It’s too darn late for anyone to read this before the end of the day , but I only found out a minute ago.
Robert Crumb is one of the corners of the universe as far as I’m concerned. One of those few cartoonists who is considered a proper “artist” in every sense of the word, even by sensible adult people. His brilliant illustrations, and mind boggling writing style were an indelible influence on me when I was a teenager, and he still swims in my DNA somewhere under all the super-hero work I’ve done over the years.
I’m fairly sure this poster is the first R. Crumb work I ever saw, and to be honest I hated it at the time. I was probably twelve or thirteen, and it was hanging on the wall of a friend’s brother’s room. The brother probably smoked weed, and I thought very little of people who did that in the 70s, strong pubescent moral crusader that I was…
His magnificent album cover for Janis Joplin’s CHEAP THRILLS was the first time I saw his work and knew his name. I probably didn’t know it was the same guy who did the stoned poster, frankly. But Janis Joplin meant quite a bit to me at the same age. It was just dawning on me that I wanted to be a musician when I grew up, and here was a singer who could belt it like no one alive. And since I was always into comics, I dug the way-out groovy cover art….SIGNED by someone named R. Crumb.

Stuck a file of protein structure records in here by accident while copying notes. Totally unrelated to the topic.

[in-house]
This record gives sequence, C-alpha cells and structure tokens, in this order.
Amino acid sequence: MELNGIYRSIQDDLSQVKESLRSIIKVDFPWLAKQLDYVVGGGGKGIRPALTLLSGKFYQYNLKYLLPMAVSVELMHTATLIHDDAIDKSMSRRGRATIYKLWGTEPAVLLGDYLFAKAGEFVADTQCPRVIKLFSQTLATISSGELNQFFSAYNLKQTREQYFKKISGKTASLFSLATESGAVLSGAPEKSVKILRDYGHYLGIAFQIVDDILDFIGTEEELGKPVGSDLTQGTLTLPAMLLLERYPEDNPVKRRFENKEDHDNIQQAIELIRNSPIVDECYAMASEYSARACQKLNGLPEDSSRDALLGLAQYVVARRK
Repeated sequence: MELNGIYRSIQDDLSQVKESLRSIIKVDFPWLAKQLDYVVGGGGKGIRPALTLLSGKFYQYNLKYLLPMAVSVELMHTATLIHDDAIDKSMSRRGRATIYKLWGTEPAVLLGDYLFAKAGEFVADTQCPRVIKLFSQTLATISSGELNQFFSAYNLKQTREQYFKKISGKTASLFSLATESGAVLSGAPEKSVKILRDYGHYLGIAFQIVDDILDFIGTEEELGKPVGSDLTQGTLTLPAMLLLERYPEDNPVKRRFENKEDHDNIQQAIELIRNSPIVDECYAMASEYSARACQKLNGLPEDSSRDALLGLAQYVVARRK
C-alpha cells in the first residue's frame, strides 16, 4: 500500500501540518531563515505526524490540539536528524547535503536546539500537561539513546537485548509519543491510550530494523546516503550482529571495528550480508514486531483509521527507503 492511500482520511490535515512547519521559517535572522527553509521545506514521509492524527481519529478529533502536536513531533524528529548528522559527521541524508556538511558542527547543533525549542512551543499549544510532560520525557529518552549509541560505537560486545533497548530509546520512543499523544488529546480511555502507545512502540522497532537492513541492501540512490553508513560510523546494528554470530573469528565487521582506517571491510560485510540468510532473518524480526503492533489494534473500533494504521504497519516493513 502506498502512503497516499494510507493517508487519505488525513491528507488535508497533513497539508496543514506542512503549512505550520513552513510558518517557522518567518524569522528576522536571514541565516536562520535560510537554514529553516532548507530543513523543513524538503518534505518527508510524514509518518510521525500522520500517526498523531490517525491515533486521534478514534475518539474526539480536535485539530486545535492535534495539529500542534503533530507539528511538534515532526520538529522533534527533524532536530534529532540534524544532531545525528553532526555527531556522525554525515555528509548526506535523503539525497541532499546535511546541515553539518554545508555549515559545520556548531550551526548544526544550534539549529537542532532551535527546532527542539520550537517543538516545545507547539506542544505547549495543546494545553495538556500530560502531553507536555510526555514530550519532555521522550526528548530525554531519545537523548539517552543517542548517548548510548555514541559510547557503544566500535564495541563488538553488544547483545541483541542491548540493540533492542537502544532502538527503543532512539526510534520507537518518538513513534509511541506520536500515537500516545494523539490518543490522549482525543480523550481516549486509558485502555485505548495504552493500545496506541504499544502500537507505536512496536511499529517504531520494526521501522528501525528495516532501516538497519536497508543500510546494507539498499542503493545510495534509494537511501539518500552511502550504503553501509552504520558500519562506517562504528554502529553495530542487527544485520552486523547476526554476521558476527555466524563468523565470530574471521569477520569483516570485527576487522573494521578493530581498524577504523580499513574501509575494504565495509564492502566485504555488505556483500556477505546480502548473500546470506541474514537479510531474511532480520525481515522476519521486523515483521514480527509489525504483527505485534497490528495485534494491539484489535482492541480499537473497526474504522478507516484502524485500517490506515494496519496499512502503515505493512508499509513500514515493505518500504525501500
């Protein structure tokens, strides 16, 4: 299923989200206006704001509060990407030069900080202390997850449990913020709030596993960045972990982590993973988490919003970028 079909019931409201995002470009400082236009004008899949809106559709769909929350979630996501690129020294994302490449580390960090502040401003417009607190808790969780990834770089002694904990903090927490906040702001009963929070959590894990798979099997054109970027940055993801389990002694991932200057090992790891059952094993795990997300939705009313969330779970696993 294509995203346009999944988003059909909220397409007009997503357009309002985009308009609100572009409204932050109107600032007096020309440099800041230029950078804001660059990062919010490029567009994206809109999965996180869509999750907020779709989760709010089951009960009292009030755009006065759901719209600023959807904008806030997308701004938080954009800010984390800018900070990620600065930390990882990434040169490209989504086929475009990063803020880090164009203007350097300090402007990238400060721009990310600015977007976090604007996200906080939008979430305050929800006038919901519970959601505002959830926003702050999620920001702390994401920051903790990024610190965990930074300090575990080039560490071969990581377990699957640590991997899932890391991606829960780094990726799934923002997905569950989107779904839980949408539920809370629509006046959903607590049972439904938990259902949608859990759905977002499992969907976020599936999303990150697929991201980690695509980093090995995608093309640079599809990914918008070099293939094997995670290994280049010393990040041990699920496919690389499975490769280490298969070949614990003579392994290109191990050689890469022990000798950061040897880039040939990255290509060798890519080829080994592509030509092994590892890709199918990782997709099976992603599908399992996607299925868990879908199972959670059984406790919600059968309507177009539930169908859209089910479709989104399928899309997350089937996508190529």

By the time I’d discovered Fritz the Cat I was done for. I’m not sure if this was my first copy of Fritz (I think it was a backup story in an issue of something else), but I began to absorb Crumb like oxygen for the rest of the 70s. Mr. Natural, Shuman the Human, Meatball, Zap…I needed it all, yesterday. There was something utterly unique in what Crumb did, even amongst the Undergrounds, he was alone in his field. The art was unparalleled in complexity and skill, the stories were unrelentingly raw, filthy, clever, subtle, absurd. Some of his comics were gentle and touching tales of humanity, others were brutal pieces about incest, rape, bestiality, betrayal, decay and rot. Most of them were hysterically funny, all of them were interesting.
I hated that “Keep on Trucking” and the inexcusably bad film adaptation of Fritz the Cat were what the public thought of him back then. But those of us who kept up with him through the years knew better.
So HAPPY BIRTHDAY R. Crumb. Probably one of the ten most important cartoonists of the last hundred years, and certainly one of my favorite creators walking the earth. Keep it up, and I’ll keep on trucking along with you.
Ty the Guy OUT!
Here now, your BONUS TEMPLETON/CRUMB MOMENT:
This is the first comic book I ever contributed to: Vortex #5…